Third, there is factual information linking Taco Bell directly with at least one large Florida-based tomato grower. In the agricultural industry, as in other industries where sub-contracting is prevalent (such as the apparel industry), supplier information is regarded as confidential, competitive information. It is not readily available to the public. However, in an article on the emerging phenomenon of contract pricing in the produce industry, the industry journal “The Packer” confirmed the existence of a long-term contractual relationship between Taco Bell and the Six L’s Packing Company, one of its Immokalee-based suppliers and one of the biggest producers of fresh tomatoes in the country (“Shipper takes non-conformist approach,” Tracy Roselle, December, 1999). TOP

Q: Are farmworkers really poor?
A: Yes. The US Department of Labor’s National Agricultural Workers Survey (January, 2000) reported that farmworkers’ median annual income is roughly $7,500, an amount far below the national poverty level. That same report goes on to conclude that farmworkers’ “low wages, sub-poverty annual earnings, significant periods of un-and underemployment… all add up to a labor force in significant economic distress.”

In-depth investigations by two of Florida’s leading newspapers — the Miami Herald and the Palm Beach Post — published during the past year confirm the DOL’s findings, not only reporting widespread poverty, sub-standard housing, and inhumane working conditions, but actually uncovering new cases of involuntary servitude (Miami Herald, “Florida’s Fields of Despair: Destitute Farmworkers Exploited,” 9/03; Palm Beach Post, “Modern-day Slavery: Still Harvesting Shame,” 12/03).

In light of the Department of Labor’s findings and the abundance of credible press investigations into farmworker poverty, to question whether US farmworkers are indeed poor seems somewhat absurd. Yet Taco Bell does just that in its own defense. Taco Bell has repeatedly claimed that one of its suppliers in Immokalee says it pays its workers $9 per hour (though Taco Bell admits that the supplier in question refuses to open its books — even to Taco Bell — to substantiate its claim).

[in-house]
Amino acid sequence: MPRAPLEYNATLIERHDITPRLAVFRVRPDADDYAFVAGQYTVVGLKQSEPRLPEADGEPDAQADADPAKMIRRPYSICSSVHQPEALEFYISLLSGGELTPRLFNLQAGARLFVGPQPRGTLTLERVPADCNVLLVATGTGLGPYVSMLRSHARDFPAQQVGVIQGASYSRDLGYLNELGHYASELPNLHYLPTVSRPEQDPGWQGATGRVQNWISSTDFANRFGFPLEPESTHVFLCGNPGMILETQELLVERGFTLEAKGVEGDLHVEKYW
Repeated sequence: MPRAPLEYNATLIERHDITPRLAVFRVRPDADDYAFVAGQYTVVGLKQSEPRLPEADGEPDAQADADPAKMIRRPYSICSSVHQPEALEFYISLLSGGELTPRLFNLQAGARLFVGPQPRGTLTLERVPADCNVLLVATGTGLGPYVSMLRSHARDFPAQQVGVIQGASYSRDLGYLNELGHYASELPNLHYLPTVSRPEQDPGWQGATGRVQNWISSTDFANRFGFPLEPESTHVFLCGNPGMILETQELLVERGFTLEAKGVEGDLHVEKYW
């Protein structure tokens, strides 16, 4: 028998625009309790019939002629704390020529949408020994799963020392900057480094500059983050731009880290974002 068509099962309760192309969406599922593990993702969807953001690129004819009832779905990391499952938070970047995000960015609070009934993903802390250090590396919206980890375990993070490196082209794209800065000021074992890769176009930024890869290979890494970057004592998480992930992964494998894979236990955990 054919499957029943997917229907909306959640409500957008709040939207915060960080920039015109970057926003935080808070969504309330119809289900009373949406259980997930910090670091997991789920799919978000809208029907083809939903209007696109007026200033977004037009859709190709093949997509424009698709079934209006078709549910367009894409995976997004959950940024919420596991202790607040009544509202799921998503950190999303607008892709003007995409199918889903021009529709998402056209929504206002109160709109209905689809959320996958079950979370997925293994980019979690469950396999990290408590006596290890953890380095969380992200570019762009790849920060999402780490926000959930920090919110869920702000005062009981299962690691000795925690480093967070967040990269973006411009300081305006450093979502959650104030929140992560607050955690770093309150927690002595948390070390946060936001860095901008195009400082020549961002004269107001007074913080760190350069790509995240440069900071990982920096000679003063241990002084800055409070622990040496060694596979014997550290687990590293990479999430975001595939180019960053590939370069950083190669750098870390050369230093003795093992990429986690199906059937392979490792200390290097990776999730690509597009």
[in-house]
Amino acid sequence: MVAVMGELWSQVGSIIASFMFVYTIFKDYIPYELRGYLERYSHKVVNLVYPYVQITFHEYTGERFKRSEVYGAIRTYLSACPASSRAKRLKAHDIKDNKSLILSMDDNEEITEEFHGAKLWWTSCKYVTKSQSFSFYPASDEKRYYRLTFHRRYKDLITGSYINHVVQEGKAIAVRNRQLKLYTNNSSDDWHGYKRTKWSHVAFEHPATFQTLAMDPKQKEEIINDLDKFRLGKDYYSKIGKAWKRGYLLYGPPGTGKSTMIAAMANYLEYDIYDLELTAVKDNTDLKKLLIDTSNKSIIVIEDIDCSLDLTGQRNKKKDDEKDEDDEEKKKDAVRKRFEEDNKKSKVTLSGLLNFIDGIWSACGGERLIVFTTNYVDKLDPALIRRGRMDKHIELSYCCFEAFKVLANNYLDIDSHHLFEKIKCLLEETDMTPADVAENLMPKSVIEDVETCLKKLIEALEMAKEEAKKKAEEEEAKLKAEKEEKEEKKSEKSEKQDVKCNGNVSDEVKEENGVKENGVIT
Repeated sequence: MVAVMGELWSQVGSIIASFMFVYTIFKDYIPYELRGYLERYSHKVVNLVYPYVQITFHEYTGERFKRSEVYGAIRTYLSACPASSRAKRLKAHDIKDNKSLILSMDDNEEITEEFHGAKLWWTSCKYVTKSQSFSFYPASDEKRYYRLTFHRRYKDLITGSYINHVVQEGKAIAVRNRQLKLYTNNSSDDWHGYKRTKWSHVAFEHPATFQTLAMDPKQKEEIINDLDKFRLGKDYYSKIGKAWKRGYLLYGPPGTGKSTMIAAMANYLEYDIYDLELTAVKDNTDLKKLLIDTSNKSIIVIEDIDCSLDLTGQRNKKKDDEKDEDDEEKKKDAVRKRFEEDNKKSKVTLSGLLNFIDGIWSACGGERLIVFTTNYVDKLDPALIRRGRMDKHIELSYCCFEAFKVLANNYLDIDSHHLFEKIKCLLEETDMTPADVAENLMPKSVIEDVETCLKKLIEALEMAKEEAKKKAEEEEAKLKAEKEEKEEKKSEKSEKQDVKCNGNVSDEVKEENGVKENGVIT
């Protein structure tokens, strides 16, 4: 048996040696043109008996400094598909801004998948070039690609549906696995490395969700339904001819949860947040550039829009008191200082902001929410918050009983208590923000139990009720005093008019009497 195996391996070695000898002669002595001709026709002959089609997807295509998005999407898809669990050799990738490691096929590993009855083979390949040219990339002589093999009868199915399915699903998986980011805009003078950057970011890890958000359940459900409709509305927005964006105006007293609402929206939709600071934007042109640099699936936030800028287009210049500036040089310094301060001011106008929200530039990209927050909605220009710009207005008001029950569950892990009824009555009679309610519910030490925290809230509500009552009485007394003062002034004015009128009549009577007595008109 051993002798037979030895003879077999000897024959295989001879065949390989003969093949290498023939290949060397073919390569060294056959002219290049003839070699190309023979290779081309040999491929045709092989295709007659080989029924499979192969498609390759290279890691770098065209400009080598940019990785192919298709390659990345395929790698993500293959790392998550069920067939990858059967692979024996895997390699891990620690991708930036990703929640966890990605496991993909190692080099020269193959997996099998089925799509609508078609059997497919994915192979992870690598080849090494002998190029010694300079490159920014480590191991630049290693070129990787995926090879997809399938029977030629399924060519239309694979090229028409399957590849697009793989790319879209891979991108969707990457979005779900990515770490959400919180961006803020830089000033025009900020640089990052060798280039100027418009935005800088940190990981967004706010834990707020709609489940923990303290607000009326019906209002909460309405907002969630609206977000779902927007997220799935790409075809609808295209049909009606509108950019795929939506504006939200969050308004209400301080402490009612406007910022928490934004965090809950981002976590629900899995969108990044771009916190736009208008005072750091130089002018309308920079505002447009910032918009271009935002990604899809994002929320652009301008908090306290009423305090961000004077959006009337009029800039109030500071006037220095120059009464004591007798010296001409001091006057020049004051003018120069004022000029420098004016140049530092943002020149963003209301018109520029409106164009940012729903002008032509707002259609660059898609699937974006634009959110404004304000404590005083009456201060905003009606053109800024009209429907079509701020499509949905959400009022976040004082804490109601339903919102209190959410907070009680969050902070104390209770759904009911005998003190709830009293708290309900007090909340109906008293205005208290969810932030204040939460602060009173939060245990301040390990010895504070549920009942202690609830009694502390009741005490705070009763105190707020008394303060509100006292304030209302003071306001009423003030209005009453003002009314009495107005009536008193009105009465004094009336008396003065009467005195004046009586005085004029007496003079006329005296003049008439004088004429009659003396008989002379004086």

To quote $9 per hour as an average farmworker wage is — at best — disingenuous. The CIW has provided Taco Bell with ample information about the pay rate and pay system used in the tomato industry. In brief, farmworkers in the tomato harvest are paid by an antiquated piece rate system– 40-50 cents for every 32-lb bucket of produce they pick. This rate has not changed significantly in over 25 years. Despite the legal requirement that pay by the piece rate must at least equal the minimum wage, there are generally no time clocks in the fields, and as a result farmworkers’ hours frequently go unrecorded and unpaid (i.e., time spent traveling between fields and between harvests, time waiting for the fields to dry before picking, time waiting for crops to ripen during which a worker must make him/herself available every day regardless of whether or not there is work that day, work days missed due to weather, etc.). Further, wage fraud — including the systematic falsification of hours to conceal minimum wage violations — is well-documented in the agricultural industry and has been the subject of innumerable class action lawsuits across the country for years.

In short, there are so many variables that affect what any individual farmworker may earn at any given moment that an hourly, daily or weekly measure of pay is effectively meaningless. The only truly useful measure of farmworker earnings is the average yearly income ($7,500/yr), as it is taken over a long enough period to obviate most of the factors that cause measures taken over a shorter time to vary so widely.

Companies like Taco Bell who purchase the produce and benefit from sub-poverty wages should not hide behind the lack of accountability and transparency in agriculture. Rather, as direct beneficiaries of the exploitative practices of agriculture, they need to take proactive steps in modernizing the industry.

To our knowledge, Taco Bell has no system in place to investigate or verify compliance with any basic labor standards, nor do they have any files or records of past investigations on labor conditions in their supply chain. They do have supply chain inspectors, but the issues covered in their inspections are food safety and quality standards, not labor conditions or human rights abuses. As far as we know, Taco Bell uses no independent auditors for the investigation of labor conditions in its supply chain. TOP

Q: Does Taco Bell really have the power to make the kinds of changes the CIW is demanding?
A: Taco Bell claims that it purchases only a small percentage of Florida’s overall tomato production, and therefore has only a limited influence over its suppliers.